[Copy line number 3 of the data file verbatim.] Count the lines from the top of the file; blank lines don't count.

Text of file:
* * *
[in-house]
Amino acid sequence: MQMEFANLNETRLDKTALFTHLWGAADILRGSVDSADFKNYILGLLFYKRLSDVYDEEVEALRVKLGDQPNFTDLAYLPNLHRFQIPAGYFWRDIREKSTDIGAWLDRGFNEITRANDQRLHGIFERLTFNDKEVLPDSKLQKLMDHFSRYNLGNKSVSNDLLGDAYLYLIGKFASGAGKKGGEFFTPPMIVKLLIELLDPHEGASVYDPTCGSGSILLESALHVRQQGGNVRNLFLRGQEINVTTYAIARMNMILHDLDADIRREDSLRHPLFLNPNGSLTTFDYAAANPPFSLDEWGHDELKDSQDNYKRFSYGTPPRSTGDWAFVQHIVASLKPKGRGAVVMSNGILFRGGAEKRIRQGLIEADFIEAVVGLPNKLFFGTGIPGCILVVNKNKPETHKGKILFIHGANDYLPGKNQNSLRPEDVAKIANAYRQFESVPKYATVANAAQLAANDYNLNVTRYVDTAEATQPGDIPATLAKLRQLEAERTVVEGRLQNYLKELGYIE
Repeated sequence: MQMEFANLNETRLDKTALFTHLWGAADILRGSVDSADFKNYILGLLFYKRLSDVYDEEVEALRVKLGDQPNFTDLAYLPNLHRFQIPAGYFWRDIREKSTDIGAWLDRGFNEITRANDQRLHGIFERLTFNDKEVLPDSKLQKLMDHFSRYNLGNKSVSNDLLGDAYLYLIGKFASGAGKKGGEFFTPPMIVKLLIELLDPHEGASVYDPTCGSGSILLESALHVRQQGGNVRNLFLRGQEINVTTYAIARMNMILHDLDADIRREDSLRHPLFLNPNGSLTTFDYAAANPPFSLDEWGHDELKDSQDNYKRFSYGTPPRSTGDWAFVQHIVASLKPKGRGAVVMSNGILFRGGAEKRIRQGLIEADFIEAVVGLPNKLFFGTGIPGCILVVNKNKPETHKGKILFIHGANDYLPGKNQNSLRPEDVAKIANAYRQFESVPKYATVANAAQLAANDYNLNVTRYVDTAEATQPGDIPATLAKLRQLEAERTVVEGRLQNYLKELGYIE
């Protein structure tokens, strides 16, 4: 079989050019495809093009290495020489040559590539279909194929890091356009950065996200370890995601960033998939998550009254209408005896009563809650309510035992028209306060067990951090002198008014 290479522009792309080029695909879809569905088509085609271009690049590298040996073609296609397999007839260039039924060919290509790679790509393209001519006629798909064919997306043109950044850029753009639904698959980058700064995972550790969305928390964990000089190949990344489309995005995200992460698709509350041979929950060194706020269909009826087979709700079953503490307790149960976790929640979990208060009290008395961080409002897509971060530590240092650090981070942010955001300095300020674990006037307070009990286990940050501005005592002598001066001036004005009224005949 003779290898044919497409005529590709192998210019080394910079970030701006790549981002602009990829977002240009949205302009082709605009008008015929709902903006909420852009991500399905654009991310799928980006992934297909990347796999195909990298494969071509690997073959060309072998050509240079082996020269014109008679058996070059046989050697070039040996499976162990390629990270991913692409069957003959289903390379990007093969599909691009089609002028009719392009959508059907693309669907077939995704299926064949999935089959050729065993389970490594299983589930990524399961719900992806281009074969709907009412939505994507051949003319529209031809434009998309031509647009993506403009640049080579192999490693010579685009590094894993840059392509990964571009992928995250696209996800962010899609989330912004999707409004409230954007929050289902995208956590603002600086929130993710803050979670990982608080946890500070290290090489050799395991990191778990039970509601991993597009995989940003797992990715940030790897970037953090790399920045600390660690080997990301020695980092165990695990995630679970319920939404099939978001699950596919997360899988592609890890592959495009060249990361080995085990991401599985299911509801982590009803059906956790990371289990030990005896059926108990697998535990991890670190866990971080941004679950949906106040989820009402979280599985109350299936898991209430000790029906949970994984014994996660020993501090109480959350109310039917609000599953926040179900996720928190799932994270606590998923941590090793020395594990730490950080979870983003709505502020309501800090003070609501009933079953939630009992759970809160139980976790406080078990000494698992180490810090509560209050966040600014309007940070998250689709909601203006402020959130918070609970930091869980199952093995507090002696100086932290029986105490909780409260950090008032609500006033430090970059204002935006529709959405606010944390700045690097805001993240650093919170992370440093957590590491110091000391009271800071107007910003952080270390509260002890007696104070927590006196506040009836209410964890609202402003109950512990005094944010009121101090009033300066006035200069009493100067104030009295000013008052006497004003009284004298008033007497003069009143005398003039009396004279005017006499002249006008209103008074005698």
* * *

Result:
Repeated sequence: MQMEFANLNETRLDKTALFTHLWGAADILRGSVDSADFKNYILGLLFYKRLSDVYDEEVEALRVKLGDQPNFTDLAYLPNLHRFQIPAGYFWRDIREKSTDIGAWLDRGFNEITRANDQRLHGIFERLTFNDKEVLPDSKLQKLMDHFSRYNLGNKSVSNDLLGDAYLYLIGKFASGAGKKGGEFFTPPMIVKLLIELLDPHEGASVYDPTCGSGSILLESALHVRQQGGNVRNLFLRGQEINVTTYAIARMNMILHDLDADIRREDSLRHPLFLNPNGSLTTFDYAAANPPFSLDEWGHDELKDSQDNYKRFSYGTPPRSTGDWAFVQHIVASLKPKGRGAVVMSNGILFRGGAEKRIRQGLIEADFIEAVVGLPNKLFFGTGIPGCILVVNKNKPETHKGKILFIHGANDYLPGKNQNSLRPEDVAKIANAYRQFESVPKYATVANAAQLAANDYNLNVTRYVDTAEATQPGDIPATLAKLRQLEAERTVVEGRLQNYLKELGYIE